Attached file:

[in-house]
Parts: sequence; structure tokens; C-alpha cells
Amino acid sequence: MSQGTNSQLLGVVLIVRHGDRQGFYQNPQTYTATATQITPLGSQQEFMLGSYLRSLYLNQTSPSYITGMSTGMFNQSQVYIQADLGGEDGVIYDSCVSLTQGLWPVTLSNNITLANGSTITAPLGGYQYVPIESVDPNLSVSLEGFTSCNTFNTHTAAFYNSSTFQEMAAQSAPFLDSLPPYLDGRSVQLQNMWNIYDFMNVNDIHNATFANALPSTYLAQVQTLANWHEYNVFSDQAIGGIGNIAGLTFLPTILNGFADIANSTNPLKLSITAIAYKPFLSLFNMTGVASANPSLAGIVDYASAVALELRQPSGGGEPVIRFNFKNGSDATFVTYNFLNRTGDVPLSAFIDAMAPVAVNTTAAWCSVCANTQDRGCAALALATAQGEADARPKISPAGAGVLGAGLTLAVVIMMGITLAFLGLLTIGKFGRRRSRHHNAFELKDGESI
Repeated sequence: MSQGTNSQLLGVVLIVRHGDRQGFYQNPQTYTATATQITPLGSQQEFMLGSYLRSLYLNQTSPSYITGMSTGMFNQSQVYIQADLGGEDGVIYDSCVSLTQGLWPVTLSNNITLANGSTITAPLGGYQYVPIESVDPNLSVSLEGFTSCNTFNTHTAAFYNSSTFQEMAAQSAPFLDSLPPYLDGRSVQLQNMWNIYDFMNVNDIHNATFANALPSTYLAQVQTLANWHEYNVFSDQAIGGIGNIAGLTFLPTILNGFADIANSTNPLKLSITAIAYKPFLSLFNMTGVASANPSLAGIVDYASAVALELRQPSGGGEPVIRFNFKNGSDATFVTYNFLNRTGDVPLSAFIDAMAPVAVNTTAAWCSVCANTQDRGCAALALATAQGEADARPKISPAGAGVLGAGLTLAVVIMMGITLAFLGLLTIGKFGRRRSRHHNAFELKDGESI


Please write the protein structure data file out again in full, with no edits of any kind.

[in-house]
Parts: sequence; structure tokens; C-alpha cells
Amino acid sequence: MSQGTNSQLLGVVLIVRHGDRQGFYQNPQTYTATATQITPLGSQQEFMLGSYLRSLYLNQTSPSYITGMSTGMFNQSQVYIQADLGGEDGVIYDSCVSLTQGLWPVTLSNNITLANGSTITAPLGGYQYVPIESVDPNLSVSLEGFTSCNTFNTHTAAFYNSSTFQEMAAQSAPFLDSLPPYLDGRSVQLQNMWNIYDFMNVNDIHNATFANALPSTYLAQVQTLANWHEYNVFSDQAIGGIGNIAGLTFLPTILNGFADIANSTNPLKLSITAIAYKPFLSLFNMTGVASANPSLAGIVDYASAVALELRQPSGGGEPVIRFNFKNGSDATFVTYNFLNRTGDVPLSAFIDAMAPVAVNTTAAWCSVCANTQDRGCAALALATAQGEADARPKISPAGAGVLGAGLTLAVVIMMGITLAFLGLLTIGKFGRRRSRHHNAFELKDGESI
Repeated sequence: MSQGTNSQLLGVVLIVRHGDRQGFYQNPQTYTATATQITPLGSQQEFMLGSYLRSLYLNQTSPSYITGMSTGMFNQSQVYIQADLGGEDGVIYDSCVSLTQGLWPVTLSNNITLANGSTITAPLGGYQYVPIESVDPNLSVSLEGFTSCNTFNTHTAAFYNSSTFQEMAAQSAPFLDSLPPYLDGRSVQLQNMWNIYDFMNVNDIHNATFANALPSTYLAQVQTLANWHEYNVFSDQAIGGIGNIAGLTFLPTILNGFADIANSTNPLKLSITAIAYKPFLSLFNMTGVASANPSLAGIVDYASAVALELRQPSGGGEPVIRFNFKNGSDATFVTYNFLNRTGDVPLSAFIDAMAPVAVNTTAAWCSVCANTQDRGCAALALATAQGEADARPKISPAGAGVLGAGLTLAVVIMMGITLAFLGLLTIGKFGRRRSRHHNAFELKDGESI